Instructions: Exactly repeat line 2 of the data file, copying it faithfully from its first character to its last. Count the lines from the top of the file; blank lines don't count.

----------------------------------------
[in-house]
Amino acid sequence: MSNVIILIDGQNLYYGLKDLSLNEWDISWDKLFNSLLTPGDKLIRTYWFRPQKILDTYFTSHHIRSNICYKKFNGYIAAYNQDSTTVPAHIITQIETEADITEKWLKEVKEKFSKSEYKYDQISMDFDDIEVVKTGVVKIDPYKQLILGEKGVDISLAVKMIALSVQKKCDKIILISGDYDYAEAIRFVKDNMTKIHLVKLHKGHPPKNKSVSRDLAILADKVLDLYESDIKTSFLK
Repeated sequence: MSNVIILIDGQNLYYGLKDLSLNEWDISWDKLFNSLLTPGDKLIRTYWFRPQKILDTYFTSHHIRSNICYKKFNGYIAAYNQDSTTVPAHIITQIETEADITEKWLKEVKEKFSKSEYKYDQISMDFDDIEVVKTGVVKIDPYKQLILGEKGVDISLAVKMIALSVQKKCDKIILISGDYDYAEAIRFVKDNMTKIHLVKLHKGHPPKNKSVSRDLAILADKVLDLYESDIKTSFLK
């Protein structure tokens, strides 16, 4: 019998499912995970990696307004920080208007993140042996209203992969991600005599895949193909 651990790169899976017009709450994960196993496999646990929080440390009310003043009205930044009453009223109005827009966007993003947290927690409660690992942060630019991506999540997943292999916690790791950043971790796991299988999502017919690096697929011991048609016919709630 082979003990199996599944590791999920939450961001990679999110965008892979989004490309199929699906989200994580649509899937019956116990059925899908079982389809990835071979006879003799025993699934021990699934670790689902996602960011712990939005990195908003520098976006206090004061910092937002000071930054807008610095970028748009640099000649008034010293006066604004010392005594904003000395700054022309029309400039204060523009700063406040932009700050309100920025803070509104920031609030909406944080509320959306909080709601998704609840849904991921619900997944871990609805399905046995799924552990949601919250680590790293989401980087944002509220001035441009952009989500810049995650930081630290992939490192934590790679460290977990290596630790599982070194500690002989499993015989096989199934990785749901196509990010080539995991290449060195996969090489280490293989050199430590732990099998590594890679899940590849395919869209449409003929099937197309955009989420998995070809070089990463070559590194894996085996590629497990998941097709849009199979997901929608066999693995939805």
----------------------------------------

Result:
Amino acid sequence: MSNVIILIDGQNLYYGLKDLSLNEWDISWDKLFNSLLTPGDKLIRTYWFRPQKILDTYFTSHHIRSNICYKKFNGYIAAYNQDSTTVPAHIITQIETEADITEKWLKEVKEKFSKSEYKYDQISMDFDDIEVVKTGVVKIDPYKQLILGEKGVDISLAVKMIALSVQKKCDKIILISGDYDYAEAIRFVKDNMTKIHLVKLHKGHPPKNKSVSRDLAILADKVLDLYESDIKTSFLK